Kimberley Council hosts public hearing on condo use

Owners at Mountain Spirit want zoning change to allow owner use

Currently

This week, Kimberley City Council held a public hearing regarding a proposed zoning change for Mountain Spirit Resort.

The condo building is located right beside Trickle Creek Lodge at the resort base. 65 of the 68 unit owners have put forward an application to change the zoning to allow owner use of the units when they are not in the rental pool.

Currently, Mountain Spirit, Trickle Creek Lodge and the Polaris Lodge are restricted to visitor accommodation, Mayor Don McCormick said.

“All other units on the ski hill, the owners can use them as long as they are not in the rental pool. For example, an owner at North Star is required to give reasonable notice, and if the unit is not rented, they can use it.

“I think everyone is in agreement that owners using their own property is a good thing. The real issue is that a covenant on the building says they can, but the current bylaw says they can’t.”

However, McCormick says what concerns Council is having enough available rental units as Kimberley’s tourism continues to grow at a quite excellent pace.

“We do have to be careful of the availability of room nights for visitor use. All our accommodation on the hill is condos. With tourism increasing, demand for rooms is going up. In 2016 we had the highest number of sell outs since we began counting in 2007.”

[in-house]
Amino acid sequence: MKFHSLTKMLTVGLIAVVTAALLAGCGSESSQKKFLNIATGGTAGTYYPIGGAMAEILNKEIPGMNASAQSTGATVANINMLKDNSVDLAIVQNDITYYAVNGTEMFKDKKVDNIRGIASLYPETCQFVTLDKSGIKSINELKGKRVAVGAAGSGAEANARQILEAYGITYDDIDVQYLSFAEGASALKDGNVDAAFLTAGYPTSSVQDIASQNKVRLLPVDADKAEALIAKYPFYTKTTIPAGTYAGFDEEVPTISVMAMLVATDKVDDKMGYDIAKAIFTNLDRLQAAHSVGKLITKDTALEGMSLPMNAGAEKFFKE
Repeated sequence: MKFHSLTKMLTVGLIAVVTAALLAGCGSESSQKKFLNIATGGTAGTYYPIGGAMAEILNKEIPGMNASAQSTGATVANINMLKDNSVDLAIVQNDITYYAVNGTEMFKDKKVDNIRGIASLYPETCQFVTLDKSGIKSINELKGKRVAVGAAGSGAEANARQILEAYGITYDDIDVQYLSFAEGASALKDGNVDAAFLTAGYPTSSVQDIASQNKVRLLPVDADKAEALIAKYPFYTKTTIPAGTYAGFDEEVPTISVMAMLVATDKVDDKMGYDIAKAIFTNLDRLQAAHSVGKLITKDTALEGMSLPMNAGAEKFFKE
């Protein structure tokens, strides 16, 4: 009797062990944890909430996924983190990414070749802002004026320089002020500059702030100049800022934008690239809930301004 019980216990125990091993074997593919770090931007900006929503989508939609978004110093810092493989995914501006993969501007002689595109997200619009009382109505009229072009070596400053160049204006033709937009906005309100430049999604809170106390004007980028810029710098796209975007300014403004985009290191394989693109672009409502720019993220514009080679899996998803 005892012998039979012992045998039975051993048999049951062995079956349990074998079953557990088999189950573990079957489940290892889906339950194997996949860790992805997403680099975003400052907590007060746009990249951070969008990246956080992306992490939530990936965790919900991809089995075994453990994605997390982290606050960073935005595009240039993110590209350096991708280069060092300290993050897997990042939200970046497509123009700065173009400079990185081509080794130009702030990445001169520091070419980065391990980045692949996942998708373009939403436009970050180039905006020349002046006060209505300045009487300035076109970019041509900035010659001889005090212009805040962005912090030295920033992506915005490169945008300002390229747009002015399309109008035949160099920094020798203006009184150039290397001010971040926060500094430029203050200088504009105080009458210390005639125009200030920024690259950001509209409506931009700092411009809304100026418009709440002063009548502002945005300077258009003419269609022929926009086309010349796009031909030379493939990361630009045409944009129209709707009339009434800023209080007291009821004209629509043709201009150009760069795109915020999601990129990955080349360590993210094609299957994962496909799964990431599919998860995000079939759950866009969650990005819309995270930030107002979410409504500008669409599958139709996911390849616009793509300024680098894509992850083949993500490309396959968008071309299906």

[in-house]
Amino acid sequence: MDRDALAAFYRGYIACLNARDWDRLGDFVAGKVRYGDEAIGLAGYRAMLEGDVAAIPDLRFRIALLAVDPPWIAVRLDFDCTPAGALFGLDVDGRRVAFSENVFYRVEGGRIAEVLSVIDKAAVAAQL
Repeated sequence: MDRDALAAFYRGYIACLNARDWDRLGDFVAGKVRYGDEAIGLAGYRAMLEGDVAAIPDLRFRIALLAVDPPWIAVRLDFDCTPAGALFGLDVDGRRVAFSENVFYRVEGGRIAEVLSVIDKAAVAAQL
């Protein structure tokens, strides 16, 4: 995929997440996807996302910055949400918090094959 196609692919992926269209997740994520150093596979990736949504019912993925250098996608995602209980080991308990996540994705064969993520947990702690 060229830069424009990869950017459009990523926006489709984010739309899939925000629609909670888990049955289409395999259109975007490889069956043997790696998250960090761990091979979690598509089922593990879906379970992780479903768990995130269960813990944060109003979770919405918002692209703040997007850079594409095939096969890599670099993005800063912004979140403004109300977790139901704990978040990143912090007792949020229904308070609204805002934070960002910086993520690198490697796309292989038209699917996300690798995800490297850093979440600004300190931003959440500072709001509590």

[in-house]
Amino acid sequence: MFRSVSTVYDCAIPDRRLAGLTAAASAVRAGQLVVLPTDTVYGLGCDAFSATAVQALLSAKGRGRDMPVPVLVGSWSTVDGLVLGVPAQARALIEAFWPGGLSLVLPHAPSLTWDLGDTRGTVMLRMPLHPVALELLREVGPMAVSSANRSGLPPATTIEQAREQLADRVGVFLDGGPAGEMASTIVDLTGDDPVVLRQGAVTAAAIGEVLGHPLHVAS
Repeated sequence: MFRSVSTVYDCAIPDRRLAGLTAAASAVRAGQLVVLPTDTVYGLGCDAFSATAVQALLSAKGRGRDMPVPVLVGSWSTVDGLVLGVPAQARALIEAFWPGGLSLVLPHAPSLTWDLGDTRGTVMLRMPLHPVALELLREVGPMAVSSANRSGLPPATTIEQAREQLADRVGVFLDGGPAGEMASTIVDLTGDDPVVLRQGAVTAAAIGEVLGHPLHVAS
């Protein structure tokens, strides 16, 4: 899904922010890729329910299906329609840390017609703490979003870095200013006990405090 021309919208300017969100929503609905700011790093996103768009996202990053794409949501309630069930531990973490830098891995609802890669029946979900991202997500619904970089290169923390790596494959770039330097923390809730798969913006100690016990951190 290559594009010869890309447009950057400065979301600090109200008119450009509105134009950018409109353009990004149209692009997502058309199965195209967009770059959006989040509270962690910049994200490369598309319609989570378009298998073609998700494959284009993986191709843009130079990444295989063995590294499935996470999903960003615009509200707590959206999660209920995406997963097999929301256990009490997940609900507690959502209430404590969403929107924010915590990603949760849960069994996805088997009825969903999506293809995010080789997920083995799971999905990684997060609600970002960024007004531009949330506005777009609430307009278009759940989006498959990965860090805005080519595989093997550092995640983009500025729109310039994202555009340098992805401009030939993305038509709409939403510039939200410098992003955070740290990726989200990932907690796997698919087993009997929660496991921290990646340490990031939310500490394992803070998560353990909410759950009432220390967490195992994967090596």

However, there are plenty of other periods during the year when the accommodation rate is much lower.

McCormick says that to him, this points to the need for a different type of accommodation on the hill to compliment condo units.

“What we are missing is a good, old fashioned hotel on the ski hill,” he said. “Just a room, no kitchens or suites. If we had a hotel, most of this wouldn’t be an issue.

“It is something that is on our radar — to find a hotel developer. Whether the time is right or not remains to be seen.”

There are other aspects to this as well, he says.

“Some owners wish to live full time in their units or rent long term. The reason the covenant and bylaw were put in place was to stop that. That takes units out of the rental pool. We really don’t have that many units when you start adding them up.”

However, owners using their units short term is already happening and McCormick says that the zoning change would simply legalize something that is already occurring. That is the contention of those asking for the change.

Council has not yet made a decision on the zoning. What happened Monday evening was strictly a public hearing. City staff will now update a report and the bylaw will be up for second reading at an upcoming Council meeting.

 

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